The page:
According to The Right Word at the Right Time (p311):
It is very difficult to use its other than in front of the noun it
refers to; anything else sounds very awkward:
- ?This can't be our dog's bone, but perhaps that bone there is its.
(A question mark preceding a sentence is the usual convention for denoting the sentence that follows as questionable.)
The Cambridge Grammar of the English Language (p471) in its discussion of the genitive its notes:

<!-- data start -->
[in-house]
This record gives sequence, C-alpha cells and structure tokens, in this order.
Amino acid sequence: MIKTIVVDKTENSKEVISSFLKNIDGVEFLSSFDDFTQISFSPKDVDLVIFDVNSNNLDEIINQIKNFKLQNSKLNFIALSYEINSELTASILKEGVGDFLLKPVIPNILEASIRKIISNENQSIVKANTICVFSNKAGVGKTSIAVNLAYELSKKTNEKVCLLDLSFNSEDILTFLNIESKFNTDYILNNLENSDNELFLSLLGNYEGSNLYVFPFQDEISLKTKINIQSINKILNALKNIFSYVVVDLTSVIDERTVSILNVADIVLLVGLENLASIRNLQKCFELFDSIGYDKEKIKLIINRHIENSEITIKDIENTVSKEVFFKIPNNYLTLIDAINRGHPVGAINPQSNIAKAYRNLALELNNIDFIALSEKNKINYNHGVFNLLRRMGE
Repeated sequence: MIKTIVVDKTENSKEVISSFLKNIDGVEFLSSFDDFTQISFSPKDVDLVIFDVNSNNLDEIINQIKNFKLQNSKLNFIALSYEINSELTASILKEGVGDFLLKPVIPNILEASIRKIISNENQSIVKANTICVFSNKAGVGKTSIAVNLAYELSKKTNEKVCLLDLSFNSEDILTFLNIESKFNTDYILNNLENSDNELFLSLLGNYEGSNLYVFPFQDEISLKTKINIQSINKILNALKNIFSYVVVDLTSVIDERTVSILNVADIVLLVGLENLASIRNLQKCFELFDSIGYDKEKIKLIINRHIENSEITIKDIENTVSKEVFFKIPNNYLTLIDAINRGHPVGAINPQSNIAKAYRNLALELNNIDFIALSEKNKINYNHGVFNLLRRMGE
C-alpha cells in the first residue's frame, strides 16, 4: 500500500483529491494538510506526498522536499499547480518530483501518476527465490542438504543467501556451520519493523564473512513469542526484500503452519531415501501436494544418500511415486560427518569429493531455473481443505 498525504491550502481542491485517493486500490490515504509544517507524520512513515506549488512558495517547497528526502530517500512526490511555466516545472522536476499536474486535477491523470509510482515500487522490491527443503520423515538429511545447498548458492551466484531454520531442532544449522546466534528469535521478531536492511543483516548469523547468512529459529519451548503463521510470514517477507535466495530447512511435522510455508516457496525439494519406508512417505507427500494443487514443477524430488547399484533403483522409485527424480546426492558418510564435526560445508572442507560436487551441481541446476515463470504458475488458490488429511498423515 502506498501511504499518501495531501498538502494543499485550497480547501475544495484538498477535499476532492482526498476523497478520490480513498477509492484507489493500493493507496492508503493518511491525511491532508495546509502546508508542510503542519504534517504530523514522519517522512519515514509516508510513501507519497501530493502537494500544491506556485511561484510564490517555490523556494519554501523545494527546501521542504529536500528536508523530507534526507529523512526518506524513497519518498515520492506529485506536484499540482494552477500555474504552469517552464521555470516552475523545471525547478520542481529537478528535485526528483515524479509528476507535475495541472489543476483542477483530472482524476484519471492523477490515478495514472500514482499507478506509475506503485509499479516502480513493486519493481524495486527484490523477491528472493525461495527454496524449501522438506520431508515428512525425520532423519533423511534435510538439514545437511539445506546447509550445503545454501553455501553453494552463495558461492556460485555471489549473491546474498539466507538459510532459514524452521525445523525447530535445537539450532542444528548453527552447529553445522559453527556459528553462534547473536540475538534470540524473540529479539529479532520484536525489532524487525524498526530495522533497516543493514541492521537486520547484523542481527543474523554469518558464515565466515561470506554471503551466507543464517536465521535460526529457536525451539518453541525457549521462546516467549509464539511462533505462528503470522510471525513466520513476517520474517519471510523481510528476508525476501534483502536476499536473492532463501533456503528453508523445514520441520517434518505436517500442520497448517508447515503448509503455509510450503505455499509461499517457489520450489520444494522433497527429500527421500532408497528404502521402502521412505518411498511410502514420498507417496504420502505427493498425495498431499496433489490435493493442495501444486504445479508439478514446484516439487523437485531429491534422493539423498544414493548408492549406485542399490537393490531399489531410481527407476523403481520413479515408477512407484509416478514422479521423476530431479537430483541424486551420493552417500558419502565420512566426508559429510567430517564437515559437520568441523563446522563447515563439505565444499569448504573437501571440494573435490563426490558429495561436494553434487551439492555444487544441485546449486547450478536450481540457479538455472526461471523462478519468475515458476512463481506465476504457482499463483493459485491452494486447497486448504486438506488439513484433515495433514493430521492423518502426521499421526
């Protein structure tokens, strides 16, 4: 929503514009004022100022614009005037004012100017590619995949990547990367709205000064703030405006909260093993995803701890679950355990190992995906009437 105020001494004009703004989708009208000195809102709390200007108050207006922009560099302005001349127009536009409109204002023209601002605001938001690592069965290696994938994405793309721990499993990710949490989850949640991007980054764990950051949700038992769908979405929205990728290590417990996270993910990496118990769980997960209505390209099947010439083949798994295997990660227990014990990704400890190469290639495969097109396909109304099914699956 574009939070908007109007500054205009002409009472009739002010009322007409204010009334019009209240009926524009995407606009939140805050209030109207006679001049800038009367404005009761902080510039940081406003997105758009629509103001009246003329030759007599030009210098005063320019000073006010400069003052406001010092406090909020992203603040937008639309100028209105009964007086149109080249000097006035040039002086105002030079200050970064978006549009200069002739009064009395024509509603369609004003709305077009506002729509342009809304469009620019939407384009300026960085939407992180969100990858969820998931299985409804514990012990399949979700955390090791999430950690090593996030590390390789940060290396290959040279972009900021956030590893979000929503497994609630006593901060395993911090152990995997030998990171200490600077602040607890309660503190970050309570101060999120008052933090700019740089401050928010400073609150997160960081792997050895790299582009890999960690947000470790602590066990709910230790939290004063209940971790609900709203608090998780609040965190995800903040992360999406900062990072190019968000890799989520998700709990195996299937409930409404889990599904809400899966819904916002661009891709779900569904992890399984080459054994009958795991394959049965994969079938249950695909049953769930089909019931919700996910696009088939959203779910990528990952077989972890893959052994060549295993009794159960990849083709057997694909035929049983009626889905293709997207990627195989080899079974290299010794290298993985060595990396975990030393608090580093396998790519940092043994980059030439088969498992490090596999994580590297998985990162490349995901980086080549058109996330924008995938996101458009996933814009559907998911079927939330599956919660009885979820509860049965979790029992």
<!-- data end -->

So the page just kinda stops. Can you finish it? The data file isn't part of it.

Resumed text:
This form is largely restricted to the constructions where dependent
forms are used.
By dependent forms the CGEL essentially means preceding a noun. That said, the CGEL later lists two examples, only one of which it denotes as ungrammatical (*):
So, the question Is the necklace its? is indeed awkward (or weird), but probably not ungrammatical. But if someone asks me: Whose bone is that? I shall enjoy pointing to my dog and saying: It's its!